TA: I think there are similarities, like, just because they’re making a cinematic game and we’re making a cinematic game. ICO, the comparison is valid because that’s one of my favourite games. And Another World on the Amiga was one of my favourite games, and ICO was actually based on Another World. So, there are definite comparisons, but they’re comparisons that I’m uneasy with, because it sets an expectation. But those are some of my favourite games and I do want our game to be up there. And I think our game has enough differences: it’s got its own twist, it’s got its own characters, it’s melee-based, the story’s unique – there’s enough unique about this game that it’ll have its own identity. It’s not a knock-off.
Q: Was there ever any desire to hire Nolan North?
TA: No, not in the least bit.
Q: Do you think games have got easier over time?
TA: I think it’s true. Look at Pac-Man. I love Pac-Man. You can’t win, there’s no end in sight, but the challenge is fun. I think games used to be a bit more cerebral – in the kind of way that ICO is, actually, or the kind of way that Rick Danger was, or the Oddworld series. They made you think instead of run on pure adrenaline. I think that’s really attractive, as a gamer. We came into this [Enslaved] thinking that we wanted to make the game we want to play, and not the game that other people say is what we need to do to sell the game to other people. We tried that and it doesn’t really work – you’ve got to create it for yourself, and then hope it’s going to transfer to other gamers.
Q: Enslaved is the game you want to make, then?
TA: This is our concept. This is the game we want to make. Namco Bandai agreed to it, and they’ve given us support when we’ve needed it.
Q: Do you not think that making a game influenced by something like Another World or ICO is quite risky, though?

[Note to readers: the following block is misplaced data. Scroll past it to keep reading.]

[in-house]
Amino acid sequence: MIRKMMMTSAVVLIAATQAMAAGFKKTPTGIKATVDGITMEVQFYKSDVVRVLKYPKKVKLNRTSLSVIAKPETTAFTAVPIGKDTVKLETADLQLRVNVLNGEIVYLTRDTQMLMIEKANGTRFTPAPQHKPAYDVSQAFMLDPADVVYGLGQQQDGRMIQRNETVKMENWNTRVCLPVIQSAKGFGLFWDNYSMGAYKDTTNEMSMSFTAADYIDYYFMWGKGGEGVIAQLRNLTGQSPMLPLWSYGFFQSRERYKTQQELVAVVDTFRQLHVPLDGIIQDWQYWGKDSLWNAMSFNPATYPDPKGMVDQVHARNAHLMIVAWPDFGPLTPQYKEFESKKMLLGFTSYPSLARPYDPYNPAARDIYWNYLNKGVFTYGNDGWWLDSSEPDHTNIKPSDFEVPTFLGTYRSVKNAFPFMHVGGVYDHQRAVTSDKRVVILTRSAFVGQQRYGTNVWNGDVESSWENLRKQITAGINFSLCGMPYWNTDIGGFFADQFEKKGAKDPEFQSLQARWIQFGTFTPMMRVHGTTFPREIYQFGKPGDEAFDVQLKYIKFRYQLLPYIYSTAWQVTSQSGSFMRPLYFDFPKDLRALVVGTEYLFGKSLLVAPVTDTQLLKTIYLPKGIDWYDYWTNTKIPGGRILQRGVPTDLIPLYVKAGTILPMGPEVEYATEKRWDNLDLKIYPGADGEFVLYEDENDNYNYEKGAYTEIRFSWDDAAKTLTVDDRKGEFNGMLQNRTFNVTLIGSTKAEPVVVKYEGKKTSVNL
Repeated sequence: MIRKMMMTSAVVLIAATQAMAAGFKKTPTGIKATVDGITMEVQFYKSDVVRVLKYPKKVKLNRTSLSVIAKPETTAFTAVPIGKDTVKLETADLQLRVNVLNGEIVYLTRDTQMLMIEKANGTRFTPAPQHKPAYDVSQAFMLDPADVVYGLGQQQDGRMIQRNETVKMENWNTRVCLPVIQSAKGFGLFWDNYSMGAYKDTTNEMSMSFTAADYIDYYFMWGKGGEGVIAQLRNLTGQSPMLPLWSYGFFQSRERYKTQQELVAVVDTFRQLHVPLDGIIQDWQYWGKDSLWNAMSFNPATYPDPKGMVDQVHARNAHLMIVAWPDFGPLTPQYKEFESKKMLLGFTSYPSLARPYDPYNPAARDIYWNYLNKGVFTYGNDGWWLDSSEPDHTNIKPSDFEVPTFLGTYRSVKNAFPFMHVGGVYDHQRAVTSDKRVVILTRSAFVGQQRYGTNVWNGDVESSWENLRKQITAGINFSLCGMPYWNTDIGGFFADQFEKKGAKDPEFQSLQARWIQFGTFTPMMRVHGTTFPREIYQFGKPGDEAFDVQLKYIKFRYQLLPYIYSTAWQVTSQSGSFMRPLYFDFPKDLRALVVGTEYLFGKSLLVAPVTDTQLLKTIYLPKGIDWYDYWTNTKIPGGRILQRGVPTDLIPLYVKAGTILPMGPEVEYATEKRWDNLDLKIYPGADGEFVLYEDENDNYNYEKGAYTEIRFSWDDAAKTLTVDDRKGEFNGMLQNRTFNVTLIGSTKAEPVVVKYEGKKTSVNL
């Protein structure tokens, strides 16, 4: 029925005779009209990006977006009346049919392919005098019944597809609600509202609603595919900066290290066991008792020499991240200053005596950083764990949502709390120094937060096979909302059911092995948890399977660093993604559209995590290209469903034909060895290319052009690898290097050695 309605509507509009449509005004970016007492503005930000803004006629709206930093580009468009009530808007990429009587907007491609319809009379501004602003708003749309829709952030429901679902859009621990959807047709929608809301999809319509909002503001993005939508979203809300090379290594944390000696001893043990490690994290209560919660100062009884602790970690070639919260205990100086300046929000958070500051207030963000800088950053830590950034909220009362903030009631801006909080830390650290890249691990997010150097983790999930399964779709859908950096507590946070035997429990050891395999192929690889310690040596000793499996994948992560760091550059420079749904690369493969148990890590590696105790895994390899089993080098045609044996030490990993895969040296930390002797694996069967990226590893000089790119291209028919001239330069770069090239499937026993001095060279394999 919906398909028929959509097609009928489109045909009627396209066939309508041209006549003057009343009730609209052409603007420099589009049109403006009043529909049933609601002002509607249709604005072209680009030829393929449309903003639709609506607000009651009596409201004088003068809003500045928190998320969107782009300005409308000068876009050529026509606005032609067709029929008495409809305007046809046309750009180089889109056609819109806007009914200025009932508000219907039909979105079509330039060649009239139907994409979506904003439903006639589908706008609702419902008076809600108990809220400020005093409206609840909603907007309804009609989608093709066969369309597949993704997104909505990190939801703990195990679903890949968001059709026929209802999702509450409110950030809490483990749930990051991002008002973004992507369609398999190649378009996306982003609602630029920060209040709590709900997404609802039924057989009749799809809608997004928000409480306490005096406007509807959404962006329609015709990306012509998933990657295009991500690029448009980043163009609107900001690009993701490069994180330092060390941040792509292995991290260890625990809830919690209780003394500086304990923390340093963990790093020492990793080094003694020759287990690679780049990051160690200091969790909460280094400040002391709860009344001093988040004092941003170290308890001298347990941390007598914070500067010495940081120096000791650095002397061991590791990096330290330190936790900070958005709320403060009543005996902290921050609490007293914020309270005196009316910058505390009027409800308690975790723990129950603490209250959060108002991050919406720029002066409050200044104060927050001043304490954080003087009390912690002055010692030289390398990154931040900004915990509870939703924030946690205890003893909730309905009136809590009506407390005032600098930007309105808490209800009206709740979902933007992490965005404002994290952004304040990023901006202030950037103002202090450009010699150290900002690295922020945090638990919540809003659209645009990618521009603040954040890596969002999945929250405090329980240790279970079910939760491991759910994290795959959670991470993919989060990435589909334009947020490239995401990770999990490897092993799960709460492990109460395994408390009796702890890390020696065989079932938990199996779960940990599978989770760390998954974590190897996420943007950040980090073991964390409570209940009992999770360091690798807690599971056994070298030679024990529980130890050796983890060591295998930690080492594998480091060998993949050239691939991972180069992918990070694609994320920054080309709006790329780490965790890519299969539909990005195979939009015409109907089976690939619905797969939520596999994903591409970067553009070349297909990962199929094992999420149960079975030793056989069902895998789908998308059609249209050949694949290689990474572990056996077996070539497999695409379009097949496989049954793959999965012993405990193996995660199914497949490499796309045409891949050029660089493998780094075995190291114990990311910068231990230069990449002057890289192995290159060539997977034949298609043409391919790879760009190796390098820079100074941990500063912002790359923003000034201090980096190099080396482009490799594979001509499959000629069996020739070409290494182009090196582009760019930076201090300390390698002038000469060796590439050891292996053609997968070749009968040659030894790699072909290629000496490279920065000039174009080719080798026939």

TA: What Another World did really well was establish this relationship with another character that was quite emotional at times, and what it also did well was tell a story visually because there was no dialogue – and it did that really well. And I think that actually it’s just taken time to figure out how to do that: they’ve done it in first person shooters like Half-Life, but not quite so much in adventure games. I’d say Uncharted 2 was the first real kind of eureka moment of actually achieving that cinematic quality in an adventure. I think we’re just behind them, really – we’re aiming for that same level of cinematic quality.
Q: You seem quite modest, and more than prepared to talk about games as a medium. Other developers seem to be reluctant to talk about this. Do you think the industry would be better if people were more open to discussion?
TA: I think so. On Kung Fu Chaos, Microsoft wanted a story in the game. I thought, “this is a four-player party game, what is the point of having a story?” Stories don’t belong in games. In Heavenly Sword I thought, “Actually, let’s try and do a story.” Working with Andy and everyone else, working with Weta and having people talk about story as something serious – not something throwaway like we do in games – was quite eye-opening to me.
I still see a prejudice, actually. I still come across a lot of people who say, “it’s a game and it doesn’t need a story.” You’re trying to make a particular point of storytelling, trying to refine it, and somebody says “it’s just a game, it doesn’t matter.” What’s more important – the gameplay or the story? If you’re doing a [story-based] game, it’s got to be the story, actually. I’ll give you an example of where that’s true: Resident Evil 4. I played it from start to finish, I didn’t want to let go of the controller and I was driven through it. I just wanted to know what happened next. As soon as I completed it, you get those mini-missions, “kill x zombies in an amount of time.” So there’s no story, it’s stripped out of all that and it’s just shoot however many zombies in however much time. And you realise – have I been doing this for the last 10 hours? Because it didn’t feel like it, as I’m bored within about a minute of doing that.
So there is something, there is an importance. There is a symbiosis where, if you get it right, both story and gameplay can be elevated. But it’s really hard to know when you get it right or not.